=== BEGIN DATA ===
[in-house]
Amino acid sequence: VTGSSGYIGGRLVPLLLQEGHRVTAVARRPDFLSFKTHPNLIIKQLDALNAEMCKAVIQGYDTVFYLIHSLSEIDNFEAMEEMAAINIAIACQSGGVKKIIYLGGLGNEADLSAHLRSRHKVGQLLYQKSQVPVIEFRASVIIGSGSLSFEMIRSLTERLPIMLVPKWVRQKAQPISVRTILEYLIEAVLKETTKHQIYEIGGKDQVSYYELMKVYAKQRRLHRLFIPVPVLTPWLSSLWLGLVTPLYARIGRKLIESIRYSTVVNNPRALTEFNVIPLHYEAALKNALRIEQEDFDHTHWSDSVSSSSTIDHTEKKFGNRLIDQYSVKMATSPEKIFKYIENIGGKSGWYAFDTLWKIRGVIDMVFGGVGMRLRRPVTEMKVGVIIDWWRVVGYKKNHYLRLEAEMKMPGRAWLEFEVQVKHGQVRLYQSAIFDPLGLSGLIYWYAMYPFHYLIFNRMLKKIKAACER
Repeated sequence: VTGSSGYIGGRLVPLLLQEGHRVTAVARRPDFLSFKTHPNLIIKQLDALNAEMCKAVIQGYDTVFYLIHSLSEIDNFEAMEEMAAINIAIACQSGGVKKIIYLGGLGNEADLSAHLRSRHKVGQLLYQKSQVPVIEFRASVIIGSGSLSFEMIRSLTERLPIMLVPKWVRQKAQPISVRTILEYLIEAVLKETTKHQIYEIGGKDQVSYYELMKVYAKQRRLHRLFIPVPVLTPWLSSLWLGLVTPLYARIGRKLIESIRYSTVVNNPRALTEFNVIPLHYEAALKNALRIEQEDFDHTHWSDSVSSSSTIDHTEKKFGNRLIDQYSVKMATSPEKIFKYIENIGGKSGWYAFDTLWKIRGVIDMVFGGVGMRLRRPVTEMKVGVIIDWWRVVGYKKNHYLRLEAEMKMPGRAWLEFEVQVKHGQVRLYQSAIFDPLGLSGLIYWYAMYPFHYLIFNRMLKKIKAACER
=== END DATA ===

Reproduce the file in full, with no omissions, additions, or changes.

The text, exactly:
[in-house]
Amino acid sequence: VTGSSGYIGGRLVPLLLQEGHRVTAVARRPDFLSFKTHPNLIIKQLDALNAEMCKAVIQGYDTVFYLIHSLSEIDNFEAMEEMAAINIAIACQSGGVKKIIYLGGLGNEADLSAHLRSRHKVGQLLYQKSQVPVIEFRASVIIGSGSLSFEMIRSLTERLPIMLVPKWVRQKAQPISVRTILEYLIEAVLKETTKHQIYEIGGKDQVSYYELMKVYAKQRRLHRLFIPVPVLTPWLSSLWLGLVTPLYARIGRKLIESIRYSTVVNNPRALTEFNVIPLHYEAALKNALRIEQEDFDHTHWSDSVSSSSTIDHTEKKFGNRLIDQYSVKMATSPEKIFKYIENIGGKSGWYAFDTLWKIRGVIDMVFGGVGMRLRRPVTEMKVGVIIDWWRVVGYKKNHYLRLEAEMKMPGRAWLEFEVQVKHGQVRLYQSAIFDPLGLSGLIYWYAMYPFHYLIFNRMLKKIKAACER
Repeated sequence: VTGSSGYIGGRLVPLLLQEGHRVTAVARRPDFLSFKTHPNLIIKQLDALNAEMCKAVIQGYDTVFYLIHSLSEIDNFEAMEEMAAINIAIACQSGGVKKIIYLGGLGNEADLSAHLRSRHKVGQLLYQKSQVPVIEFRASVIIGSGSLSFEMIRSLTERLPIMLVPKWVRQKAQPISVRTILEYLIEAVLKETTKHQIYEIGGKDQVSYYELMKVYAKQRRLHRLFIPVPVLTPWLSSLWLGLVTPLYARIGRKLIESIRYSTVVNNPRALTEFNVIPLHYEAALKNALRIEQEDFDHTHWSDSVSSSSTIDHTEKKFGNRLIDQYSVKMATSPEKIFKYIENIGGKSGWYAFDTLWKIRGVIDMVFGGVGMRLRRPVTEMKVGVIIDWWRVVGYKKNHYLRLEAEMKMPGRAWLEFEVQVKHGQVRLYQSAIFDPLGLSGLIYWYAMYPFHYLIFNRMLKKIKAACER